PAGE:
ภาพยนตร์สาธิตการใช้งานปืนไรเฟิลต่อสู้รถถัง Boys ของฝ่ายสัมพันธมิตร
The Boys anti-tank rifle was sometimes referred to as "Charlie the Bastard" due to its recoil.
A comic, arrogant Hitler is shown riding a tank, confidently ridiculing his adversaries, but Canadian soldiers, using anti-tank rifles, firing from trees, haystacks, barnyards, and even a latrine, rout the Nazi tank corps and literally blow Hitler to Hell. He tumbles into the fiery inferno and begins spouting German gibberish to a comic devil, who informs the audience- "Adolph says it isn't fair. He's being oppressed. He says it's an outrage. Der Fuehrer says against your anti-tank rifles, he simply can't win."
The rest of the film is a detailed animated instructional film on the care and firing of the rifles.
The Rifle, Anti-Tank, .55in, Boys commonly known as the "Boys (or, often and incorrectly,"Boyes") Anti-tank Rifle" was a British anti-tank rifle. There were two main types, an early model (MK I) which had a circular muzzle brake and T shaped bipod, and a later model (Mk II) that had a square muzzle brake and a V shaped bipod. There were also different cartridges, with a later one offering better penetration.
He eponymous creator of this firearm was Captain Boys (the Assistant Superintendent of Design) who was a member of the British Small Arms Committee and a designer at the Royal Small Arms Factory, Enfield. It was initially called Stanchion but was renamed after H.C. Boys as a mark of respect when he died a few days before the rifle was approved for service in November 1937.
A bolt action rifle fed from a five-shot magazine, the weapon was large and heavy with a bipod at the front and a separate grip below the padded butt. In order to combat the recoil caused by the large 0.55 inch (13.9 mm) round, the barrel was mounted on a slide, and a shock absorber was fitted to the bipod along with a muzzle brake on the barrel.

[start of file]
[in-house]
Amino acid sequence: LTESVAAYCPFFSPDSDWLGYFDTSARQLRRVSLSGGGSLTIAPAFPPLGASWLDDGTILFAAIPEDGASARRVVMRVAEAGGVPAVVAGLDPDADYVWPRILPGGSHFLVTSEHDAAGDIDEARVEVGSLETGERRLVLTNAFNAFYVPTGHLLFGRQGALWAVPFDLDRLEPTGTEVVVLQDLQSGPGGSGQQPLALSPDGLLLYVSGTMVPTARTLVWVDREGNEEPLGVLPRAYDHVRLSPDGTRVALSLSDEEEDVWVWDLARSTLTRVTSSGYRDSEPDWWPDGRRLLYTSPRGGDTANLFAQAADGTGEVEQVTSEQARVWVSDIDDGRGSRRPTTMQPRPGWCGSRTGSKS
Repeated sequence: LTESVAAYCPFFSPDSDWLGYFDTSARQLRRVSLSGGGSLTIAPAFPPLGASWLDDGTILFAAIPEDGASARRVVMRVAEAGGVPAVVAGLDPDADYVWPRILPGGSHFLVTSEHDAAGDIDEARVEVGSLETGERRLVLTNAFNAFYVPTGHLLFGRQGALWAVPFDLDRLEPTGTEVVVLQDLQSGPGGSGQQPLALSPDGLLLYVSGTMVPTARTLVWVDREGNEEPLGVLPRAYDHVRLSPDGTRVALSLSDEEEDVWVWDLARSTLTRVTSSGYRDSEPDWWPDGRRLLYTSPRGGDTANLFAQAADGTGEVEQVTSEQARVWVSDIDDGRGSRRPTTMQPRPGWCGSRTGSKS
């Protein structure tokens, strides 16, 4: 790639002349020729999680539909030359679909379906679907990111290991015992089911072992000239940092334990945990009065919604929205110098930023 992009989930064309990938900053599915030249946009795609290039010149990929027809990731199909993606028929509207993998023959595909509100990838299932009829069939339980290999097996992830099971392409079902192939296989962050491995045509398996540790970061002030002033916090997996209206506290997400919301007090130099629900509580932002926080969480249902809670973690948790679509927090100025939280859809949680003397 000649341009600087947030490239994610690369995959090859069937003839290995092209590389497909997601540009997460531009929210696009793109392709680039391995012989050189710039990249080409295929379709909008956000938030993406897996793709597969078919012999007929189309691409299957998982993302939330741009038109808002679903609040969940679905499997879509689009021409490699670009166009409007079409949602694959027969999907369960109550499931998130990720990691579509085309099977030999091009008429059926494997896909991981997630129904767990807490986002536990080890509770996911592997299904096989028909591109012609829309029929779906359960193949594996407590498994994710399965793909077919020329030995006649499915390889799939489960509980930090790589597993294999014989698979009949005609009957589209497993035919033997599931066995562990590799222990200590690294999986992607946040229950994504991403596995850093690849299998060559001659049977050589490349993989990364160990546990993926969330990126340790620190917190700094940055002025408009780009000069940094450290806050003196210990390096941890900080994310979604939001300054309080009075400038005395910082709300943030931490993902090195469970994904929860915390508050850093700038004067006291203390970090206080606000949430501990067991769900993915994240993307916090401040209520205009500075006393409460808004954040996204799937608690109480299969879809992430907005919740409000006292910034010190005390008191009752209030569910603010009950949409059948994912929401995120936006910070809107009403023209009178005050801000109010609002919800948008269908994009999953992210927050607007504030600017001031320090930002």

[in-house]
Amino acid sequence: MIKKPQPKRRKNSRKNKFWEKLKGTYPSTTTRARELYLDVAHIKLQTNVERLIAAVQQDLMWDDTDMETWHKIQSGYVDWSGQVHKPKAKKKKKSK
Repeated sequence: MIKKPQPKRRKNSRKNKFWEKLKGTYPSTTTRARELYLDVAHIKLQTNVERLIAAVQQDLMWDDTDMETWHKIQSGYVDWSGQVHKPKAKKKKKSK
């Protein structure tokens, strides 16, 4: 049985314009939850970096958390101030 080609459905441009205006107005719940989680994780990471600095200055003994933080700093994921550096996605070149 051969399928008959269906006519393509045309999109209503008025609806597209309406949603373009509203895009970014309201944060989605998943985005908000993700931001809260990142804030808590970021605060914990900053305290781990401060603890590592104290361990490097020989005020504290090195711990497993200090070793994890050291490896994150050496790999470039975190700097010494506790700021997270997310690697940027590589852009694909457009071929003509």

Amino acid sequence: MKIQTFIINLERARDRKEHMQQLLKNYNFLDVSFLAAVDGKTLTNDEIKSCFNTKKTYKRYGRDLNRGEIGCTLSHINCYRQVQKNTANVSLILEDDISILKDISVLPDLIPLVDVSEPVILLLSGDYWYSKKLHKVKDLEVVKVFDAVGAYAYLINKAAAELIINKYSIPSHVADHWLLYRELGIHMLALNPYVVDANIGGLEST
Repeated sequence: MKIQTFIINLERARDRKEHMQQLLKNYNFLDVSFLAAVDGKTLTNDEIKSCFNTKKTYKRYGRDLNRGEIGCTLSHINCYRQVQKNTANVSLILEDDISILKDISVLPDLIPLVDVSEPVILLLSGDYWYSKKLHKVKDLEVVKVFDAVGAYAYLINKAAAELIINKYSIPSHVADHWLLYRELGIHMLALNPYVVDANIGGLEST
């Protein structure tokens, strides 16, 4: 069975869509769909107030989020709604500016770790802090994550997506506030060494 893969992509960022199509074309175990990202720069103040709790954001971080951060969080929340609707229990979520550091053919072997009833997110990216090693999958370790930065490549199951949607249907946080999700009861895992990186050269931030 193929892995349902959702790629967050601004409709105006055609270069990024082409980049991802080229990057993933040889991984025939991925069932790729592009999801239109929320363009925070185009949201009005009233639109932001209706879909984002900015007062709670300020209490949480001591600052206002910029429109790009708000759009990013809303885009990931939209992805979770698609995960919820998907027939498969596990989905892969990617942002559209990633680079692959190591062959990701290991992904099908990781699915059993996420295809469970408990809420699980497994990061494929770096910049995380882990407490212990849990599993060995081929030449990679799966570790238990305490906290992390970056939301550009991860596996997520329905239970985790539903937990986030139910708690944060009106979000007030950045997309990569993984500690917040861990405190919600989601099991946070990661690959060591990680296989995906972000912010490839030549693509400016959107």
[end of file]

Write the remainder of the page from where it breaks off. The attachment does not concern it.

The weapon was effective to about 300 yards (280 m) as an anti-tank and anti-vehicle weapon. There were two main service loads used during the Second World War, the W Mark 1 (60 g AP at 747 m/s) and the W Mark 2 ammunition (47.6 g AP projectile at 884 m/s). Later in the conflict, but too late for service use, a much more effective high velocity round was developed, this fired a tungsten cored Armor-Piercing, Composite Rigid (APCR) design at 945 m/s. The W Mark 2 projectile was able to penetrate up to 3/4 inch (20 mm) of armor at 100 yards (~91 m). The armor plate inclined at 70° from the horizontal i.e. 20 degrees from the direct line angle of fire - the effective thickness being ~21.5 mm. Its effective range against unarmored targets (e.g. infantry), was much further. Although useful against the early tanks, the increases in vehicle armor during WW2 left it largely ineffective for anti-tank duties and it was replaced in service by the PIAT anti-tank weapon. It still saw some use against bunkers, machine gun nests, and lighter vehicles. In the Western Desert the large bullet could throw up splinters from rocks to cause casualties and it continued to be used in the Pacific theatre against Japanese tanks; the Japanese did not replace their older lightly armored tanks, spread out across the Pacific and South East Asia, with newer ones until later in the war. The weapon had been designed with these lighter tanks in mind.